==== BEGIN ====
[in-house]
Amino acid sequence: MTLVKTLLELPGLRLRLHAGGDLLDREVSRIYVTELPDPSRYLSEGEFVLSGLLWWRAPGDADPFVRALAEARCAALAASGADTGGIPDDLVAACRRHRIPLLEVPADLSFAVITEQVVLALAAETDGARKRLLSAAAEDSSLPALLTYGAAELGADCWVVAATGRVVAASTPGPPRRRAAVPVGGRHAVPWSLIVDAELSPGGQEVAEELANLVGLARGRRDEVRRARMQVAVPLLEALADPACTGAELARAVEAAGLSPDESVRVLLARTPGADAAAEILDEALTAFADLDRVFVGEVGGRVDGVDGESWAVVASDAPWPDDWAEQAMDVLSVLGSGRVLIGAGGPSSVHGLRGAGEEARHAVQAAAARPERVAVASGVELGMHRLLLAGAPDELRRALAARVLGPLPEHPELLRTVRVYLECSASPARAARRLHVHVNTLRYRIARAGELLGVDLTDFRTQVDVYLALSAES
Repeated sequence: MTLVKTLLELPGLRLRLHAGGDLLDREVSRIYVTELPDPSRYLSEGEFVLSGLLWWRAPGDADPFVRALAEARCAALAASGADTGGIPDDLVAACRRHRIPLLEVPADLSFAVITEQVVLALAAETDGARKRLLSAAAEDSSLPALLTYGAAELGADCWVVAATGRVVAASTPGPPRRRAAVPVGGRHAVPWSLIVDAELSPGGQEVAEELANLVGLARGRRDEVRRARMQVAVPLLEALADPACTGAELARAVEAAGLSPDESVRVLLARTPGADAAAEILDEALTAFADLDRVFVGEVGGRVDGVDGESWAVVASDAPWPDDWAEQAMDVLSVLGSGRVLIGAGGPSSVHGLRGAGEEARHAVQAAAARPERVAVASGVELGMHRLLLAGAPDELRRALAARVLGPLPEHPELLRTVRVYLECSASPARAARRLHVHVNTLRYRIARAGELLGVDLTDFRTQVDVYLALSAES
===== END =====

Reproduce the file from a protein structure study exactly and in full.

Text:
[in-house]
Amino acid sequence: MTLVKTLLELPGLRLRLHAGGDLLDREVSRIYVTELPDPSRYLSEGEFVLSGLLWWRAPGDADPFVRALAEARCAALAASGADTGGIPDDLVAACRRHRIPLLEVPADLSFAVITEQVVLALAAETDGARKRLLSAAAEDSSLPALLTYGAAELGADCWVVAATGRVVAASTPGPPRRRAAVPVGGRHAVPWSLIVDAELSPGGQEVAEELANLVGLARGRRDEVRRARMQVAVPLLEALADPACTGAELARAVEAAGLSPDESVRVLLARTPGADAAAEILDEALTAFADLDRVFVGEVGGRVDGVDGESWAVVASDAPWPDDWAEQAMDVLSVLGSGRVLIGAGGPSSVHGLRGAGEEARHAVQAAAARPERVAVASGVELGMHRLLLAGAPDELRRALAARVLGPLPEHPELLRTVRVYLECSASPARAARRLHVHVNTLRYRIARAGELLGVDLTDFRTQVDVYLALSAES
Repeated sequence: MTLVKTLLELPGLRLRLHAGGDLLDREVSRIYVTELPDPSRYLSEGEFVLSGLLWWRAPGDADPFVRALAEARCAALAASGADTGGIPDDLVAACRRHRIPLLEVPADLSFAVITEQVVLALAAETDGARKRLLSAAAEDSSLPALLTYGAAELGADCWVVAATGRVVAASTPGPPRRRAAVPVGGRHAVPWSLIVDAELSPGGQEVAEELANLVGLARGRRDEVRRARMQVAVPLLEALADPACTGAELARAVEAAGLSPDESVRVLLARTPGADAAAEILDEALTAFADLDRVFVGEVGGRVDGVDGESWAVVASDAPWPDDWAEQAMDVLSVLGSGRVLIGAGGPSSVHGLRGAGEEARHAVQAAAARPERVAVASGVELGMHRLLLAGAPDELRRALAARVLGPLPEHPELLRTVRVYLECSASPARAARRLHVHVNTLRYRIARAGELLGVDLTDFRTQVDVYLALSAES